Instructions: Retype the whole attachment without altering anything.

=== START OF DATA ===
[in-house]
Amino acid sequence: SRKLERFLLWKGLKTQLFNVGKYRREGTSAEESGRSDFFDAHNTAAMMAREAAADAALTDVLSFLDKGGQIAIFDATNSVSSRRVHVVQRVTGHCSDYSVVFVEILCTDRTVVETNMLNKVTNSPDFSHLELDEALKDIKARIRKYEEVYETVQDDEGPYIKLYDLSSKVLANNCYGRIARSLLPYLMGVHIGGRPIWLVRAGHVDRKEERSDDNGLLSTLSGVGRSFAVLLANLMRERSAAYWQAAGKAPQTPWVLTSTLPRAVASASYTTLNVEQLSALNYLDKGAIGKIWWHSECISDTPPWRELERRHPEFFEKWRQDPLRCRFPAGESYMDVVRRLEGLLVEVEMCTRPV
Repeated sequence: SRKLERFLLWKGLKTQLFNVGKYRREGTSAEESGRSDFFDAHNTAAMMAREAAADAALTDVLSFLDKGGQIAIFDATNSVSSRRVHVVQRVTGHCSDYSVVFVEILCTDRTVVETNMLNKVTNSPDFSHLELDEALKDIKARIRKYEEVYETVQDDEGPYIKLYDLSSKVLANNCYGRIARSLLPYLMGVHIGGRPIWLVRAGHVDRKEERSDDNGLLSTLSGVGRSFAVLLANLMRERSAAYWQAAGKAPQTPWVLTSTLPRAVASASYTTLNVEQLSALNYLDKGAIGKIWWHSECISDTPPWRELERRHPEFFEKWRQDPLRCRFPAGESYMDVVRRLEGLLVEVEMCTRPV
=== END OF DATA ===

[in-house]
Amino acid sequence: SRKLERFLLWKGLKTQLFNVGKYRREGTSAEESGRSDFFDAHNTAAMMAREAAADAALTDVLSFLDKGGQIAIFDATNSVSSRRVHVVQRVTGHCSDYSVVFVEILCTDRTVVETNMLNKVTNSPDFSHLELDEALKDIKARIRKYEEVYETVQDDEGPYIKLYDLSSKVLANNCYGRIARSLLPYLMGVHIGGRPIWLVRAGHVDRKEERSDDNGLLSTLSGVGRSFAVLLANLMRERSAAYWQAAGKAPQTPWVLTSTLPRAVASASYTTLNVEQLSALNYLDKGAIGKIWWHSECISDTPPWRELERRHPEFFEKWRQDPLRCRFPAGESYMDVVRRLEGLLVEVEMCTRPV
Repeated sequence: SRKLERFLLWKGLKTQLFNVGKYRREGTSAEESGRSDFFDAHNTAAMMAREAAADAALTDVLSFLDKGGQIAIFDATNSVSSRRVHVVQRVTGHCSDYSVVFVEILCTDRTVVETNMLNKVTNSPDFSHLELDEALKDIKARIRKYEEVYETVQDDEGPYIKLYDLSSKVLANNCYGRIARSLLPYLMGVHIGGRPIWLVRAGHVDRKEERSDDNGLLSTLSGVGRSFAVLLANLMRERSAAYWQAAGKAPQTPWVLTSTLPRAVASASYTTLNVEQLSALNYLDKGAIGKIWWHSECISDTPPWRELERRHPEFFEKWRQDPLRCRFPAGESYMDVVRRLEGLLVEVEMCTRPV